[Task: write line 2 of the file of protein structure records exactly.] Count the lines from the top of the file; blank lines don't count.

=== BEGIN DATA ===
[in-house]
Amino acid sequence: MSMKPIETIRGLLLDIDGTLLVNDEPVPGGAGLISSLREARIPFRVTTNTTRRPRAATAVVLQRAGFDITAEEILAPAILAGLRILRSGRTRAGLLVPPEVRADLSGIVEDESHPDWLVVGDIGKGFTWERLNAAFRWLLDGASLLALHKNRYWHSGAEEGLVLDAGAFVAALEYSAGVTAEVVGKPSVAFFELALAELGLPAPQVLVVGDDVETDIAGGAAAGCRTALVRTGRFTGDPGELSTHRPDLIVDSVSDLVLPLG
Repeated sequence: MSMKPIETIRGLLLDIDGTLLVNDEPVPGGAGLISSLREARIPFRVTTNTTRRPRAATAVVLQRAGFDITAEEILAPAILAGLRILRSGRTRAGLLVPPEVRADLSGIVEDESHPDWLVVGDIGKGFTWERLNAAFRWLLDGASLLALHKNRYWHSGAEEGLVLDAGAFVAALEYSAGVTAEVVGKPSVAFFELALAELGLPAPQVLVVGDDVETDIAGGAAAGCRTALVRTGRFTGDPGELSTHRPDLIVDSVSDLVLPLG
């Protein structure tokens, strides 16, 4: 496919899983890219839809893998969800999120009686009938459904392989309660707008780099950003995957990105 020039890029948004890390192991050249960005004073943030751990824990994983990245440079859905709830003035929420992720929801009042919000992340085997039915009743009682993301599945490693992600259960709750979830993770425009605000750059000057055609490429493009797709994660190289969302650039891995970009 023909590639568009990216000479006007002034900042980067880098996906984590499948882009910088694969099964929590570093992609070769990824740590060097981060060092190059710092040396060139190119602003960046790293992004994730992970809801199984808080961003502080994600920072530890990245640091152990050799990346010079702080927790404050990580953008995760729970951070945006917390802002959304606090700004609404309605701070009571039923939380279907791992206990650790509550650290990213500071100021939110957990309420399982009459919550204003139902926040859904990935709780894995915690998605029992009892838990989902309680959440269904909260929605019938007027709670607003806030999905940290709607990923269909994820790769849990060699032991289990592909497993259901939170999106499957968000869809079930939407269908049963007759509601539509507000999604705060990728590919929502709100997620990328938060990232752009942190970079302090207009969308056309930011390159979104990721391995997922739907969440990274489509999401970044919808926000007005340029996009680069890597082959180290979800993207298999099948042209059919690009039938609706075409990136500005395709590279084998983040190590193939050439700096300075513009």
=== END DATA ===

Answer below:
Amino acid sequence: MSMKPIETIRGLLLDIDGTLLVNDEPVPGGAGLISSLREARIPFRVTTNTTRRPRAATAVVLQRAGFDITAEEILAPAILAGLRILRSGRTRAGLLVPPEVRADLSGIVEDESHPDWLVVGDIGKGFTWERLNAAFRWLLDGASLLALHKNRYWHSGAEEGLVLDAGAFVAALEYSAGVTAEVVGKPSVAFFELALAELGLPAPQVLVVGDDVETDIAGGAAAGCRTALVRTGRFTGDPGELSTHRPDLIVDSVSDLVLPLG